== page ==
Everyday activities should not be limited
The sharing of photos taken in public places is a commonplace activity that should not be regulated by copyright. The issue of freedom of panorama was also discussed in the Reda report. An amendment was introduced by Jean-Marie Cavada to restrict freedom of panorama to only non-commercial uses, but a huge protest from citizens, photographers, and civil society organisations—including a Change.org petition that received over 500,000 signatures—helped remove the amendment from consideration.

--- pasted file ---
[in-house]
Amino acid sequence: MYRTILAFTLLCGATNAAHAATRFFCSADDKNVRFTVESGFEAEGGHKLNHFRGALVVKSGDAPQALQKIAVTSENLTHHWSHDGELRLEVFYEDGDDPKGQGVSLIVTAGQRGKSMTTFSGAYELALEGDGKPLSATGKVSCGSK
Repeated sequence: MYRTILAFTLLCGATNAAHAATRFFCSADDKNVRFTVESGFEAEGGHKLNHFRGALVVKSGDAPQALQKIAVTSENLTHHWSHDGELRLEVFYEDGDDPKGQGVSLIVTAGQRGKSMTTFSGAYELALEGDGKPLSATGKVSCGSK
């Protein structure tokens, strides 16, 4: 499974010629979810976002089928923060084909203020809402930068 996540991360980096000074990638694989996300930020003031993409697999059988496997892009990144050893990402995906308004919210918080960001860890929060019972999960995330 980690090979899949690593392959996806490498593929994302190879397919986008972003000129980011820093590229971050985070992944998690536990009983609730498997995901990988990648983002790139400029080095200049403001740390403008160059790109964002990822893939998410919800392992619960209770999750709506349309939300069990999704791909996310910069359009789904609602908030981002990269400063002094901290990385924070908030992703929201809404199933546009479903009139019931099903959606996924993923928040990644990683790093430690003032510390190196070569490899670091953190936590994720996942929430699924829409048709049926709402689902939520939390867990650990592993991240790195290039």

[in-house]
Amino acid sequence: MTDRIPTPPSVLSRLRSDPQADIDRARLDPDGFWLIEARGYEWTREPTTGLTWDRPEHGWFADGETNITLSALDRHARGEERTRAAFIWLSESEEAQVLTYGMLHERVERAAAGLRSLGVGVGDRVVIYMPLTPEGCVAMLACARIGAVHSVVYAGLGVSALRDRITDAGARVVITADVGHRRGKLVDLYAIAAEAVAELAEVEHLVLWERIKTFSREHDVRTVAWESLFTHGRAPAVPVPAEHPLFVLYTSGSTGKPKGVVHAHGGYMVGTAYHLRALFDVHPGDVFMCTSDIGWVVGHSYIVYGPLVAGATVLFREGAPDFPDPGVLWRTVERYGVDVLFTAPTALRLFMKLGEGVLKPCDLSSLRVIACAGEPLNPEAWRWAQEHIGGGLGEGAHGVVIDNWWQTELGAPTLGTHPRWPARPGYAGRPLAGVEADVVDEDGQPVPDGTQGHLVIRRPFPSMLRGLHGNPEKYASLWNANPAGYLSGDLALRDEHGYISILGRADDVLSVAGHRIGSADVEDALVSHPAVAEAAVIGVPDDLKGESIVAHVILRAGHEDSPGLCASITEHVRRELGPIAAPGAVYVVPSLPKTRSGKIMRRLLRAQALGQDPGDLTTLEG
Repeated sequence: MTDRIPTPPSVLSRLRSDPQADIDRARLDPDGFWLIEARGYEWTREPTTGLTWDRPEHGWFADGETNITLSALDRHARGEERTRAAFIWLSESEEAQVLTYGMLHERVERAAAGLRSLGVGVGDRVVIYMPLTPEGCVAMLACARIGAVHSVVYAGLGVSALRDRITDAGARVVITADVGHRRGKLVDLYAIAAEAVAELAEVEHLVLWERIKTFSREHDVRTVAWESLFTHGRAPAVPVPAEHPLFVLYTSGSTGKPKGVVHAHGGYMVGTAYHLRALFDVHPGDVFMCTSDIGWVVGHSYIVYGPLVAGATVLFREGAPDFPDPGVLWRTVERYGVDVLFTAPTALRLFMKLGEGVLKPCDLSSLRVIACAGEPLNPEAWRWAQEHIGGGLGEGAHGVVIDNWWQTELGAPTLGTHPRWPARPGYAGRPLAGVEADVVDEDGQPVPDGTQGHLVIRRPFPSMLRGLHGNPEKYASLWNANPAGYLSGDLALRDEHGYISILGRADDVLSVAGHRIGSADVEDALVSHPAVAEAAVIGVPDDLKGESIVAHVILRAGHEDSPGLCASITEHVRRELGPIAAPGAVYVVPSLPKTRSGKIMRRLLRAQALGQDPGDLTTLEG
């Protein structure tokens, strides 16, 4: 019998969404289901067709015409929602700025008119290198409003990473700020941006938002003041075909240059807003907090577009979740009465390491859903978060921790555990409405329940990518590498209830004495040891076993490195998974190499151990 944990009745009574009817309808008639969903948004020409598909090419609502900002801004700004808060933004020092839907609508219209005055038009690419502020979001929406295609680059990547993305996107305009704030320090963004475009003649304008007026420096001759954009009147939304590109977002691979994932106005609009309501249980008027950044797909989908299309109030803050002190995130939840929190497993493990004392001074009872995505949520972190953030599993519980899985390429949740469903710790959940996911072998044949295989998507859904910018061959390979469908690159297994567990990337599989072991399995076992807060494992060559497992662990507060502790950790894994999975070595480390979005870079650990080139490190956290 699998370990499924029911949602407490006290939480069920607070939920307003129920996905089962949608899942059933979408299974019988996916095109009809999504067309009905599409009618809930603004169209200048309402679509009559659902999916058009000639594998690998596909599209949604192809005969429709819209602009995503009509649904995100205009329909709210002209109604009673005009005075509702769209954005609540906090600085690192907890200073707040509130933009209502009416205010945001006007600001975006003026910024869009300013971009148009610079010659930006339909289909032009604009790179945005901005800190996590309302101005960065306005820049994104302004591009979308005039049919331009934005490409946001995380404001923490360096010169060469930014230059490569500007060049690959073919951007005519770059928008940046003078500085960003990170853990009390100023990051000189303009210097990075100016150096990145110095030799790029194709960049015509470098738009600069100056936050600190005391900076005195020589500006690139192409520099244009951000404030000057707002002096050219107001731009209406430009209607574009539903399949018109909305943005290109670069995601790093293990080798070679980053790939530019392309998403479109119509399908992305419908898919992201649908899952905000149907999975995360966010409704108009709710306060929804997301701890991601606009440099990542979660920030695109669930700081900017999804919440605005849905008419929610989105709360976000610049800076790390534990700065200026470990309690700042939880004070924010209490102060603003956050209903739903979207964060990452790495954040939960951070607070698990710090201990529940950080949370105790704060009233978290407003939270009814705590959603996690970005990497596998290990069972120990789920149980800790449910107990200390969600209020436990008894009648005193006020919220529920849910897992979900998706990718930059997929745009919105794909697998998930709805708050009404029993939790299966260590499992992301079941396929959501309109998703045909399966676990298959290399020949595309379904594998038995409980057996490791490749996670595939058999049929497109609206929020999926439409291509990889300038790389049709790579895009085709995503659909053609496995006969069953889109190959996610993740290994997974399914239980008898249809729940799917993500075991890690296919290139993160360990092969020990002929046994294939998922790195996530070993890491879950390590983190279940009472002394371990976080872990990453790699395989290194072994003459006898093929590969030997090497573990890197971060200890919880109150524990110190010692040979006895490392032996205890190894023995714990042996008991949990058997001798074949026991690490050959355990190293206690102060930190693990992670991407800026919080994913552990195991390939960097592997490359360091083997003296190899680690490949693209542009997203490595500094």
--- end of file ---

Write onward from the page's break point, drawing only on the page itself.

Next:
But this didn’t stop the Commission from reopening the issue in its most recent consultation when it asks, “What would be the impact on your activity of introducing an exception at the EU level covering non-commercial uses of works, such as works of architecture or sculpture, made to be located permanently in public places?”. Implementing a distinction between commercial and non-commercial use of images covered under the panorama exception will muddy any legal certainty for citizens engaged in taking and sharing images. What does “commercial use” mean? Is it related only to payments for direct use of a photograph? Would images that appear on a website that also contains online advertising automatically considered to be a commercial use? Would Wikipedia be considered a commercial project because it also asks for individual donations on its site? Could a user publish a photo on a for-profit social media platform? Continue reading